MPs slam costly war-tech projects at MoD
All the gear, no idea
The UK arms industry came in for a shoeing from the parliamentary defence committee yesterday, as MPs criticised continuing cost escalations in several major kit projects for the British forces. The soaring bills were seen as especially worrying in light of the fact that the services are struggling to recruit and retain personnel, a situation not helped by chronic low pay and benefits.
According to the MPs:
We are deeply concerned that the Armed Forces have been operating at or above the level of concurrent operations they are resourced and structured to deliver for seven of the last eight years, and for every year since 2002.
One reason the forces struggle to balance their books - and to attract recruits - is that they are always short of cash because of budget-busting hi-tech equipment projects. In particular, the Astute-class nuclear submarine, Nimrod MRA4 antisubmarine patrol plane and Type 45 destroyer projects came in for criticism, with cost increases of at least half a billion pounds just in the past year. All are now massively over their original prices - to the extent that the per-plane price of the Nimrods, for instance, has actually tripled - and years late. All three are made by the British-headquartered arms multinational, BAE Systems; though much of their technology comes from overseas.
Many would suggest that anti-aircraft destroyers, airliner-sized subhunters* - and perhaps the subs too - are scarcely the UK's top priority against the background of two far-flung counterinsurgency wars. With British combat troops crying out for more air transport and seriously overworked - due in large part to the fact that there aren't enough of them - the billions being poured into expensive showpiece platforms could be better spent.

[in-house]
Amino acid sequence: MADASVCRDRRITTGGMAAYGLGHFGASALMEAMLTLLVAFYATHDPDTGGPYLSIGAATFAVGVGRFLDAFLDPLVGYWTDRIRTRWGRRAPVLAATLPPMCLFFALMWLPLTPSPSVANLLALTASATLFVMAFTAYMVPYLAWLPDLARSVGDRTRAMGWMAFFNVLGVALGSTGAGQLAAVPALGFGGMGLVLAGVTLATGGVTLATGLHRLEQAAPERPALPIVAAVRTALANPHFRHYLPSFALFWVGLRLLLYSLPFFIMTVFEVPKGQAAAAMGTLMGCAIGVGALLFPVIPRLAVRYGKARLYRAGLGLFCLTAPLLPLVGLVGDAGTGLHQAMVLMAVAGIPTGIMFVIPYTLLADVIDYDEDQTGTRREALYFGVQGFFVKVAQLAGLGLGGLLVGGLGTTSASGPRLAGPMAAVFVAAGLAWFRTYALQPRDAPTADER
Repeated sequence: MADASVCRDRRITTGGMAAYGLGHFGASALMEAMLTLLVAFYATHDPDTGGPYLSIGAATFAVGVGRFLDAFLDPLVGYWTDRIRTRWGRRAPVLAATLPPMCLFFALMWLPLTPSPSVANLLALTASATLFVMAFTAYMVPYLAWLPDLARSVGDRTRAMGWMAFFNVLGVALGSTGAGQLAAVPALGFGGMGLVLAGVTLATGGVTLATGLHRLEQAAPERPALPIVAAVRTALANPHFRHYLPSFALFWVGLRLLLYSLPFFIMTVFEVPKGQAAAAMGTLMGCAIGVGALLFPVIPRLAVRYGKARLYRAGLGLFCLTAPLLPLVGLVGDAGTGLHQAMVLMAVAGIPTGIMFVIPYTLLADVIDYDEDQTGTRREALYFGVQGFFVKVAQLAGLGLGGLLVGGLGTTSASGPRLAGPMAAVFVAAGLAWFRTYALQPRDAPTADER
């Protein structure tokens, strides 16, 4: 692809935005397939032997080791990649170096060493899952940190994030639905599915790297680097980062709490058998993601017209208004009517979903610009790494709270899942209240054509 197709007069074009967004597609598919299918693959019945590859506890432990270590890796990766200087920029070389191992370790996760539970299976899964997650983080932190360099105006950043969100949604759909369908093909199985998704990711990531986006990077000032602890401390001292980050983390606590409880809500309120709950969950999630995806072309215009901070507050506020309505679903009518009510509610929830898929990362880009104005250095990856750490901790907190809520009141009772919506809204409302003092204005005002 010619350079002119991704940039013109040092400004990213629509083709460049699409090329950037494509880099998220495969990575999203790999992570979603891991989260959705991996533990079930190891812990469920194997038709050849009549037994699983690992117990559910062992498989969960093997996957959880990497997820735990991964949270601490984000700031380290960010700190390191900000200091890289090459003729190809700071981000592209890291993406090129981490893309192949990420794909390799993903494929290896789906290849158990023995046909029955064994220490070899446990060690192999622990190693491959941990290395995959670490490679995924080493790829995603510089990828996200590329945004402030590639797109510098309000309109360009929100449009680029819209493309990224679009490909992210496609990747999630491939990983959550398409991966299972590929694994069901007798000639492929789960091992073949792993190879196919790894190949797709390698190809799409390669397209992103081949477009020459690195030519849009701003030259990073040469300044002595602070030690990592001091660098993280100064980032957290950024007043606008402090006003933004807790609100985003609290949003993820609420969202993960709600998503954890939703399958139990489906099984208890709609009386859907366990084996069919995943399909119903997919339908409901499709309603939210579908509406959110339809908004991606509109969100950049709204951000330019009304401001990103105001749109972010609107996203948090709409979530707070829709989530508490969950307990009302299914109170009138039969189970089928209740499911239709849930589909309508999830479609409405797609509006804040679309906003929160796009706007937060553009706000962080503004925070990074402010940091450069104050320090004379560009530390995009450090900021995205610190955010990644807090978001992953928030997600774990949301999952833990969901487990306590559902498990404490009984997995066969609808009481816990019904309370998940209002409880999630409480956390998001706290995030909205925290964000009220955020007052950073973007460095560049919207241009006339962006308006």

There was more gloom too, with news - already widely rumoured in the trade press - that the desperately-needed new A400M Euro-collaborative transport planes may be further delayed.
James Arbuthnot, committee chairman, hinted that some major new equipment projects might need to be cut, as the traditional MoD strategy of disbanding combat units and holding down personnel costs had been used to the limit and beyond.
"The defence budget ... will be under substantial pressure," he said. "Several funding commitments, such as the Future Carrier programme and further investment in accommodation, have been announced. The MoD needs to limit further cost growth on existing equipment programmes and to be realistic about the number of equipment programmes that can be funded. The MoD will need to take some difficult decisions in the coming months ..."
Prime Minister Brown is unlikely to bin the carriers, which he will use to pour cash into the Scottish economy - not least via the Rosyth shipyard next to his own constituency. The other big, imminent kit project is the replacement programme for much of the army's combat vehicle fleet, but again this will be hard to cut as a lot of the existing vehicles are embarrassingly old and worn out.
Many in the army and navy will be hoping that the third tranche of Eurofighter superjets may now be backed up against the chopping block. Even the RAF might not mind too much, as they will struggle to man up and maintain their full, planned fleet of 232 planes. But cutting Eurofighter orders would require agreement from continental partners.
Barring a whole lot more money - and the MoD budget has already seen a decent increase - something will have to give.
Read the full committee report here (pdf).®
*There has been a lot of reporting of the existing Nimrod MR2's role above Afghanistan of late. MR2 crews are working hard there, and facing significant danger from the state of their aged aircraft if not much from the enemy. However they are mainly carrying out communications relay, surveillance and such tasks which could be done by much, much cheaper platforms - perhaps unmanned. Nimrods are primarily designed and equipped to hunt submarines: you wouldn't buy them for Afghanistan. The fact they are there doesn't justify the MRA4 replacements, though such thinking may be a factor in their presence and their high workload.